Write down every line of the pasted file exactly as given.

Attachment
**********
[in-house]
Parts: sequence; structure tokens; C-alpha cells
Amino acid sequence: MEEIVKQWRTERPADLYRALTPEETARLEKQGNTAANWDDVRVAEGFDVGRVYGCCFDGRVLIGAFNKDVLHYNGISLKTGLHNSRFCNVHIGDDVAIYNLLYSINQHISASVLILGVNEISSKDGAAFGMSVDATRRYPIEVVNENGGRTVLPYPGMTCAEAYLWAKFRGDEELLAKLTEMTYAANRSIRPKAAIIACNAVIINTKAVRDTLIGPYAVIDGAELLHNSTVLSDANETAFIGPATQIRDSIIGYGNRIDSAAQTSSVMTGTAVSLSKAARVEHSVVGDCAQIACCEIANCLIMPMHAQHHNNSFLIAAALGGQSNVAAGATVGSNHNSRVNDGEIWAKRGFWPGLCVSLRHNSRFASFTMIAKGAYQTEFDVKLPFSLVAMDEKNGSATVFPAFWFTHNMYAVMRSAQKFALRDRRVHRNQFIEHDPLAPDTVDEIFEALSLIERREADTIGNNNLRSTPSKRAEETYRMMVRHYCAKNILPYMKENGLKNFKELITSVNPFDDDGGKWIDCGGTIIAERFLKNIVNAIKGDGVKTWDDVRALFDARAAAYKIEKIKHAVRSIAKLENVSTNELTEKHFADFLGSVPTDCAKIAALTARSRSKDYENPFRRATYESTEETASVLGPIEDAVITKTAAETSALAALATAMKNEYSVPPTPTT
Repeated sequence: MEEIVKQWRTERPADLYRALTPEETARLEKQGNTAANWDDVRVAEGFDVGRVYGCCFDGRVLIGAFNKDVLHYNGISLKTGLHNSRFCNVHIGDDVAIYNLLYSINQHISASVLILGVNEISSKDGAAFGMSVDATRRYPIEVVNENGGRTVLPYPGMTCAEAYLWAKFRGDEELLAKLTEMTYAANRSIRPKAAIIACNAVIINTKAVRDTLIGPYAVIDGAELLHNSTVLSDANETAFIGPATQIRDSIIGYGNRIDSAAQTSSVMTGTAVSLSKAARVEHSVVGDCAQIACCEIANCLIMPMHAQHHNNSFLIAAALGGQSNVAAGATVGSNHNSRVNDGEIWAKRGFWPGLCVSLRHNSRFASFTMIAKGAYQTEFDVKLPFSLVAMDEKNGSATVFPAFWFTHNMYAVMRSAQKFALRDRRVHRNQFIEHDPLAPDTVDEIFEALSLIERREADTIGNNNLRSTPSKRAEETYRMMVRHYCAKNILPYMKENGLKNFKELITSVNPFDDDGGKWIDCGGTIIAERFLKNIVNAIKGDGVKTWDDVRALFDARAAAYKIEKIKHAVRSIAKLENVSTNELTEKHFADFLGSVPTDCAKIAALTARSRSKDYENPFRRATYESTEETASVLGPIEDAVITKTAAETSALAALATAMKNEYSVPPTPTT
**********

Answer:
[in-house]
Parts: sequence; structure tokens; C-alpha cells
Amino acid sequence: MEEIVKQWRTERPADLYRALTPEETARLEKQGNTAANWDDVRVAEGFDVGRVYGCCFDGRVLIGAFNKDVLHYNGISLKTGLHNSRFCNVHIGDDVAIYNLLYSINQHISASVLILGVNEISSKDGAAFGMSVDATRRYPIEVVNENGGRTVLPYPGMTCAEAYLWAKFRGDEELLAKLTEMTYAANRSIRPKAAIIACNAVIINTKAVRDTLIGPYAVIDGAELLHNSTVLSDANETAFIGPATQIRDSIIGYGNRIDSAAQTSSVMTGTAVSLSKAARVEHSVVGDCAQIACCEIANCLIMPMHAQHHNNSFLIAAALGGQSNVAAGATVGSNHNSRVNDGEIWAKRGFWPGLCVSLRHNSRFASFTMIAKGAYQTEFDVKLPFSLVAMDEKNGSATVFPAFWFTHNMYAVMRSAQKFALRDRRVHRNQFIEHDPLAPDTVDEIFEALSLIERREADTIGNNNLRSTPSKRAEETYRMMVRHYCAKNILPYMKENGLKNFKELITSVNPFDDDGGKWIDCGGTIIAERFLKNIVNAIKGDGVKTWDDVRALFDARAAAYKIEKIKHAVRSIAKLENVSTNELTEKHFADFLGSVPTDCAKIAALTARSRSKDYENPFRRATYESTEETASVLGPIEDAVITKTAAETSALAALATAMKNEYSVPPTPTT
Repeated sequence: MEEIVKQWRTERPADLYRALTPEETARLEKQGNTAANWDDVRVAEGFDVGRVYGCCFDGRVLIGAFNKDVLHYNGISLKTGLHNSRFCNVHIGDDVAIYNLLYSINQHISASVLILGVNEISSKDGAAFGMSVDATRRYPIEVVNENGGRTVLPYPGMTCAEAYLWAKFRGDEELLAKLTEMTYAANRSIRPKAAIIACNAVIINTKAVRDTLIGPYAVIDGAELLHNSTVLSDANETAFIGPATQIRDSIIGYGNRIDSAAQTSSVMTGTAVSLSKAARVEHSVVGDCAQIACCEIANCLIMPMHAQHHNNSFLIAAALGGQSNVAAGATVGSNHNSRVNDGEIWAKRGFWPGLCVSLRHNSRFASFTMIAKGAYQTEFDVKLPFSLVAMDEKNGSATVFPAFWFTHNMYAVMRSAQKFALRDRRVHRNQFIEHDPLAPDTVDEIFEALSLIERREADTIGNNNLRSTPSKRAEETYRMMVRHYCAKNILPYMKENGLKNFKELITSVNPFDDDGGKWIDCGGTIIAERFLKNIVNAIKGDGVKTWDDVRALFDARAAAYKIEKIKHAVRSIAKLENVSTNELTEKHFADFLGSVPTDCAKIAALTARSRSKDYENPFRRATYESTEETASVLGPIEDAVITKTAAETSALAALATAMKNEYSVPPTPTT